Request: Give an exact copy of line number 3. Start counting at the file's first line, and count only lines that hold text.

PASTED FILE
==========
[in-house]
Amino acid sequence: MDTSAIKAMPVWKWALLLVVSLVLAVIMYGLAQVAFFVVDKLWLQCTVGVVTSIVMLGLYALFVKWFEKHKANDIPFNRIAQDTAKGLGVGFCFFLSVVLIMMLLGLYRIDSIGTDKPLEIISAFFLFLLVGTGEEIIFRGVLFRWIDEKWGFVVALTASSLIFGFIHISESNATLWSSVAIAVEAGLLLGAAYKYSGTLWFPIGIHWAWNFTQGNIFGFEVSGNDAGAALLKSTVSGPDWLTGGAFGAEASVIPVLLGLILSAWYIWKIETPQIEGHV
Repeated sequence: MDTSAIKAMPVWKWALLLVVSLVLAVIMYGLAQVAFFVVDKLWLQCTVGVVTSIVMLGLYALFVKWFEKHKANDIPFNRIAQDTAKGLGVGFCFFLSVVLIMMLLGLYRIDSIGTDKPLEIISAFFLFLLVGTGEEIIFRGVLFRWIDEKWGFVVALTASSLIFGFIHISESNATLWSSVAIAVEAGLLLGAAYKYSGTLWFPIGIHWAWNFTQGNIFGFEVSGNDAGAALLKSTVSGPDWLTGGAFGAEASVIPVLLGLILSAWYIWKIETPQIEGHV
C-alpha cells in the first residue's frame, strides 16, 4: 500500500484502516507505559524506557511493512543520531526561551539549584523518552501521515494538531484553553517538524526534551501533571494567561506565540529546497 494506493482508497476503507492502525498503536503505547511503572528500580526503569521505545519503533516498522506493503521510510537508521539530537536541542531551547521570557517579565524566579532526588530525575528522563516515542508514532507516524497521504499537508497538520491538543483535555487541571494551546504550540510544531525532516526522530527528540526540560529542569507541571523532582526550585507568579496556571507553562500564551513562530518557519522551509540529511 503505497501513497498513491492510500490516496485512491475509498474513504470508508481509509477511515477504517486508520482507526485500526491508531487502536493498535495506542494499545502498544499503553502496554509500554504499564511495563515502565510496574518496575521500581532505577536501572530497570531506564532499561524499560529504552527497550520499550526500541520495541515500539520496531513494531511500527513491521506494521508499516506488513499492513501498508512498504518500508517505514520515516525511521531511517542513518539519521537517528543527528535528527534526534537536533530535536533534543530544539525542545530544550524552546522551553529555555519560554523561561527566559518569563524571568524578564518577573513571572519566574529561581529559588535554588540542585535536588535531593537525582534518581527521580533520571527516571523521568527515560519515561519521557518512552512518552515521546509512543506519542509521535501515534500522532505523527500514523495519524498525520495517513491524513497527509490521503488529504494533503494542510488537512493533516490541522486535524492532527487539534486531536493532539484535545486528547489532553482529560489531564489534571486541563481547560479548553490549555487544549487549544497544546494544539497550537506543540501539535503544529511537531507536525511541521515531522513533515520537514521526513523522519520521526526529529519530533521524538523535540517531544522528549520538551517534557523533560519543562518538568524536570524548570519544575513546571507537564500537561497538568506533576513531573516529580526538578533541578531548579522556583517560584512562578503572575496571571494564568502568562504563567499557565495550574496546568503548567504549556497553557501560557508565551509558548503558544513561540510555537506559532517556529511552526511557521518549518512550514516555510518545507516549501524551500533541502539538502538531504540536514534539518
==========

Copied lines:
Repeated sequence: MDTSAIKAMPVWKWALLLVVSLVLAVIMYGLAQVAFFVVDKLWLQCTVGVVTSIVMLGLYALFVKWFEKHKANDIPFNRIAQDTAKGLGVGFCFFLSVVLIMMLLGLYRIDSIGTDKPLEIISAFFLFLLVGTGEEIIFRGVLFRWIDEKWGFVVALTASSLIFGFIHISESNATLWSSVAIAVEAGLLLGAAYKYSGTLWFPIGIHWAWNFTQGNIFGFEVSGNDAGAALLKSTVSGPDWLTGGAFGAEASVIPVLLGLILSAWYIWKIETPQIEGHV